Inside the Jax City Hall power struggle


Ash fell from the sky last weekend, as fires burned to the west and the detritus wafted east.

And in #jaxpol, fire was also thrown, by Jacksonville Mayor Lenny Curry’s political strategist, Brian Hughes, just minutes after Curry said he’d withdrawn his name from among those Governor Rick Scott would be considering for state Chief Financial Officer.

“FYI, if anyone said they knew and made job decisions because of it, they weren’t telling the truth,” Hughes Tweeted Saturday afternoon, as most folks drank before the Kentucky Derby.

Some might’ve seen that Tweet as cryptic. However, Hughes’ Tweet speaks to a larger fissure that surfaced in Curry’s orbit—and has since been largely resolved … as one key person—Chief of Staff Kerri Stewart—recently made a “job decision” to move on to a director role at JEA.

“Opportunity is great and so is timing,” Stewart told me, without elaborating on why the timing was so good.

Here’s one theory:

For weeks, a persistent narrative emanated from and around the St. James Building, insider counterpoint to the pension reform push.

There was grousing, much of it at that weird intersection between Strictly Background Boulevard and Off The Record Avenue, about Stewart—who wasn’t as “visible” as other chiefs of staff.

One veteran Republican councilmember, when asked to appraise Stewart’s performance, joked, “Kerri who?”

He brought up Chris Hand, Alvin Brown’s do-it-all chief of staff, noting that Hand had been much more present.

And those who spend time in council committees know how it almost always has gone, for two years. When it came time to get on the mike and make the sale, Sam Mousa—the all-powerful Chief Administrative Officer—carried the ball.

And there to shore Mousa up on the numbers: Chief Financial Officer Mike Weinstein.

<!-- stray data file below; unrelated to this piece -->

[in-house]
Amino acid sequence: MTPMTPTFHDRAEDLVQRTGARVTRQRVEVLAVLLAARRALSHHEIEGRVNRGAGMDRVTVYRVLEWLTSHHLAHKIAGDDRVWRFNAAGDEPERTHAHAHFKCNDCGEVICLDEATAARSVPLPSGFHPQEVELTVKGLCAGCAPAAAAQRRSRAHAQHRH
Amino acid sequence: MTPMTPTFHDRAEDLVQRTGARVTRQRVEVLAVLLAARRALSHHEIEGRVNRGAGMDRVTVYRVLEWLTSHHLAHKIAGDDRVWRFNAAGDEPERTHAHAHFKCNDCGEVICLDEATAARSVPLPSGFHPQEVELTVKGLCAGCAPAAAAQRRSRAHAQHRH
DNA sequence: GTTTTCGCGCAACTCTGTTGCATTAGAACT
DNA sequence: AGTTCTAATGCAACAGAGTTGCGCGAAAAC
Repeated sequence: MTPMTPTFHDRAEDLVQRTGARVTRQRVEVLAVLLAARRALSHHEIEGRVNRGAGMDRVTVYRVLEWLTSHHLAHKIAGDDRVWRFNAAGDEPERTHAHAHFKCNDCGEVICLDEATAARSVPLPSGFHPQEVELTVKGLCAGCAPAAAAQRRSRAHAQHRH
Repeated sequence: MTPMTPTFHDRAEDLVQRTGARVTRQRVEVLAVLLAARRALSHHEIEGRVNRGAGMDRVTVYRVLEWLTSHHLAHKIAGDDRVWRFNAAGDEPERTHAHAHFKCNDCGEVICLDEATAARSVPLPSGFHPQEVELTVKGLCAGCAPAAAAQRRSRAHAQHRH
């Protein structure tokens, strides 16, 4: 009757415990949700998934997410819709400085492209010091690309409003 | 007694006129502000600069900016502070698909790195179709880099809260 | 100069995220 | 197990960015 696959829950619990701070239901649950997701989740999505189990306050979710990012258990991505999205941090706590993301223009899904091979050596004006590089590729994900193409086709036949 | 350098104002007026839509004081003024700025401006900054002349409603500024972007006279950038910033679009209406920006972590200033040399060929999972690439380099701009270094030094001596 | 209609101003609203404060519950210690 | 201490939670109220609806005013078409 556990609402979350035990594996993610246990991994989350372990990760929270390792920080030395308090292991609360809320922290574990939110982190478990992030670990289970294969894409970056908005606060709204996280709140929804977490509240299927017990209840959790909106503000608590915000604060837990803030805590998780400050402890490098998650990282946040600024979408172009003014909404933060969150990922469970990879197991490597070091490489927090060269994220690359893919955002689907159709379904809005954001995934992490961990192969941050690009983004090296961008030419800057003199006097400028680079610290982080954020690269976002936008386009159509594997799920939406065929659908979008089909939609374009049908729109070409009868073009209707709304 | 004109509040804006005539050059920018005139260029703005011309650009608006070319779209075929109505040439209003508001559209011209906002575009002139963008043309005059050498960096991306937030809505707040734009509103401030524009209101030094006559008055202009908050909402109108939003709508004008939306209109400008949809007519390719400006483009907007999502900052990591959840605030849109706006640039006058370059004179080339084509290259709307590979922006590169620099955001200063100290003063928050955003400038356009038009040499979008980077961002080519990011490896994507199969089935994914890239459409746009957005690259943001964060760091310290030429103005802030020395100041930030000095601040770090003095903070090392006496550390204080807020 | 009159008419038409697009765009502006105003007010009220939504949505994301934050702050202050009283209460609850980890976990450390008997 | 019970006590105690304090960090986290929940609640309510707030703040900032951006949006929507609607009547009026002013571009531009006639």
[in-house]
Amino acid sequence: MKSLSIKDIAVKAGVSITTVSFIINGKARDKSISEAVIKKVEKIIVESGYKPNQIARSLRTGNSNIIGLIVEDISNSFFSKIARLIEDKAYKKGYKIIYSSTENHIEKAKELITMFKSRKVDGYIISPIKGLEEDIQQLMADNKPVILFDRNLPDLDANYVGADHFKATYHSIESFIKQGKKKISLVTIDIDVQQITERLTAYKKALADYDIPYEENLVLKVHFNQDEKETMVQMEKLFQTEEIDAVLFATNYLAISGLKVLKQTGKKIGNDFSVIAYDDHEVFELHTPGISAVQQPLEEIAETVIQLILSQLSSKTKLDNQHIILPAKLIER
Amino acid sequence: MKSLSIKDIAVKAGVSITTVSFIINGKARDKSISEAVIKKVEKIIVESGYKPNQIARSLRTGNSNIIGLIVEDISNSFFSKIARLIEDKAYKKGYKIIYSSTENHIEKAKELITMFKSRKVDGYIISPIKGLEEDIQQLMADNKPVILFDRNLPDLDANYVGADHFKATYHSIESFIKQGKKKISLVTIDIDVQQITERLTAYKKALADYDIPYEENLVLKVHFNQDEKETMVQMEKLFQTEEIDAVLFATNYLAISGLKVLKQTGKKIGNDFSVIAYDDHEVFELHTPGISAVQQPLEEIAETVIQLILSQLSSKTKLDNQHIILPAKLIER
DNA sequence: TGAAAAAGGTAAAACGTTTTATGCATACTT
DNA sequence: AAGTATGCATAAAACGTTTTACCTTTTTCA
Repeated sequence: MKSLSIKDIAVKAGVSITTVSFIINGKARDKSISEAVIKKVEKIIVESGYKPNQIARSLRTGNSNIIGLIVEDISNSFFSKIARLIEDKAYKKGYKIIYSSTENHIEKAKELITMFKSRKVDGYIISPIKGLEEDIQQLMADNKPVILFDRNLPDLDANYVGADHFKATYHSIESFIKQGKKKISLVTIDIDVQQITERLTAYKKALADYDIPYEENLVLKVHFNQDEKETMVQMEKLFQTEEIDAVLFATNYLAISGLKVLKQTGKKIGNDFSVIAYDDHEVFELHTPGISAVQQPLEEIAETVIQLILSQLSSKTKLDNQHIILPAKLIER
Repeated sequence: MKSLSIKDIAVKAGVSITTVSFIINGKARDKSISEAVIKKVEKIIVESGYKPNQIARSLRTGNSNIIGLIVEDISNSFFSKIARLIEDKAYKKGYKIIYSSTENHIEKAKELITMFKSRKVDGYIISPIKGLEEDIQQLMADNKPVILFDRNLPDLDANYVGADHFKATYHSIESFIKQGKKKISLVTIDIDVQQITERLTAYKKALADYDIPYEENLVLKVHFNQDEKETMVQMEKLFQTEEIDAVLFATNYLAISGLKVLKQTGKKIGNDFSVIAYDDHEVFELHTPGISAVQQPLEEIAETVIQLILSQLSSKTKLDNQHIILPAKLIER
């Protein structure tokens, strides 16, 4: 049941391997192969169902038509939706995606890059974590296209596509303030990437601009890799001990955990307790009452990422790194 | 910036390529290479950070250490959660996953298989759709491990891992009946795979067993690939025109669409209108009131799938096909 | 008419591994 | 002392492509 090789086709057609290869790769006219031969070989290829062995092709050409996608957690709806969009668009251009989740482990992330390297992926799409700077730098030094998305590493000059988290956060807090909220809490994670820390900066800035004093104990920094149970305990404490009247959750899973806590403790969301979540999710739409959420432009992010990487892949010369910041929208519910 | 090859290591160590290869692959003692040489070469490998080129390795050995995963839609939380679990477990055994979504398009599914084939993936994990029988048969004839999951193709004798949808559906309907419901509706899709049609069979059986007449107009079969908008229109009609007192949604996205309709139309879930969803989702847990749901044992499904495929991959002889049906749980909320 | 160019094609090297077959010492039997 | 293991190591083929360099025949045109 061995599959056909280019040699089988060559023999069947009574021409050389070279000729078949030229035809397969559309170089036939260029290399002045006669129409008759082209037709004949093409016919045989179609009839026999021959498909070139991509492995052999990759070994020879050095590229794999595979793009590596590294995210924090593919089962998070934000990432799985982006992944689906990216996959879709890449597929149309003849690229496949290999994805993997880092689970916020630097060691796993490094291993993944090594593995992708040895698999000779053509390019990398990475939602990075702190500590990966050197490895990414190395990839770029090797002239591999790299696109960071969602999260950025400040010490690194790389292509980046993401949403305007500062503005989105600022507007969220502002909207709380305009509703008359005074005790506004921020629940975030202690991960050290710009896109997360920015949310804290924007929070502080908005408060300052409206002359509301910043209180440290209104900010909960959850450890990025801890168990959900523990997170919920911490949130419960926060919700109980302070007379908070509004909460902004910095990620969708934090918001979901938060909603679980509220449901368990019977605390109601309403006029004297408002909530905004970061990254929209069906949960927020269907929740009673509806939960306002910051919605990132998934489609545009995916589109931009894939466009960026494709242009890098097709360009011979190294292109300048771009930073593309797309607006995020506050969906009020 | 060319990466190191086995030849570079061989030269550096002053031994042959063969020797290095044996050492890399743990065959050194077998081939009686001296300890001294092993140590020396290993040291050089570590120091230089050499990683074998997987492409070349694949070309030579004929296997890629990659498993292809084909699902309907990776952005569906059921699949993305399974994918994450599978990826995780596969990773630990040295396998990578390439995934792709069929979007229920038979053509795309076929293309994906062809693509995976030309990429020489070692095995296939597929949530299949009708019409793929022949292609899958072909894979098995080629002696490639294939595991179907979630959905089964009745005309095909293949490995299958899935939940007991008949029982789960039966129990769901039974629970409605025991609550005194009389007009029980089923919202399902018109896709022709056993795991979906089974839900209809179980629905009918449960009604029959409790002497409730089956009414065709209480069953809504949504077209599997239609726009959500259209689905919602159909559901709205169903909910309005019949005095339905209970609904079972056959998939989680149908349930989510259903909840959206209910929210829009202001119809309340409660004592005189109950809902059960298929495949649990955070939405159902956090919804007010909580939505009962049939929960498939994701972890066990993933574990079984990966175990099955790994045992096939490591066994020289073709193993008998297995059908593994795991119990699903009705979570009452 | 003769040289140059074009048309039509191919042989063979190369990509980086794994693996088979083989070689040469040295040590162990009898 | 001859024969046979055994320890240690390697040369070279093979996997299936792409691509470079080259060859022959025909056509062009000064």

It usually wasn’t Stewart, as a second Republican councilmember observed. Beyond Stewart’s relative lack of visibility or strength in the role, there was another issue that stuck in the craw of a third Republican councilmember.

Early in Curry’s term, the City Council Auditor’s office dinged Stewart in a report, saying that she had acted improperly when she’d worked for the city earlier.

Stewart helmed the Neighborhoods department under John Peyton’s administration, when the city contracted for consulting services from a company, Infinity Global Solutions—where she went to work after leaving the city.

Anne Schindler, over at First Coast News, called it a “dubious” deal, predicated on a “no-bid contract” that left the city paying out without benefit. And indeed, my review of what IGS did saw invoices padded with all kinds of extraneous bullshit.

That third Republican councilmember and I talked, in that quiet way I talk to all the politicians smart enough to push a narrative, one morning in City Hall. He suggested Stewart should resign.

Ultimately, the Ethics Commission dropped its charges, asserting—among other things—that Stewart followed city policy and that, even if she hadn’t, the matter was outside the statute of limitations.

Stewart had a quieter style than many—certainly than Mousa. Having sat in the mayor’s office during the early-summer romp through departmental budgets, Mousa and Weinstein did a lot more talking than Stewart did.

There are also some who say Mousa and Stewart just didn’t get along, though neither of them are personally pushing that story.

They’ll be gearing up for budget meetings in the coming weeks, but they’ll be doing it without Stewart.

Are they worried? Nope. The feeling, among some, is that she wasn’t essential. Some grumbled she wasn’t down with every aspect of the Curry agenda.

Good luck getting any of that on the record.

In April, I asked Stewart if she was headed out. She wanted to know who had told me, saying she had “been hearing it for 18 months,” and calling it “palace intrigue.”

“I am not going anywhere,” she said.

And for a few weeks, that held true. Then, after the pension reform vote, the narrative sped up.

“JEA approached me after the vote on pension,” Stewart said. And just a week after that vote, she got an offer—confirmed by press release less than 24 hours after Stewart’s resignation became official. It read, in part:

“As the Chief Customer Officer, Stewart will be a member of JEA’s executive team and will be responsible for leading JEA’s nationally recognized Customer Experience Team. Stewart will have functional responsibility for service delivery, including meter services, as well as customer experience strategy, delivery and support. She will also lead the business development and community engagement functions, and market solutions and development activities."

Is meter services a lateral move from Mayoral Chief of Staff? Your perspective on that question should inform the rest of your read on this situation.

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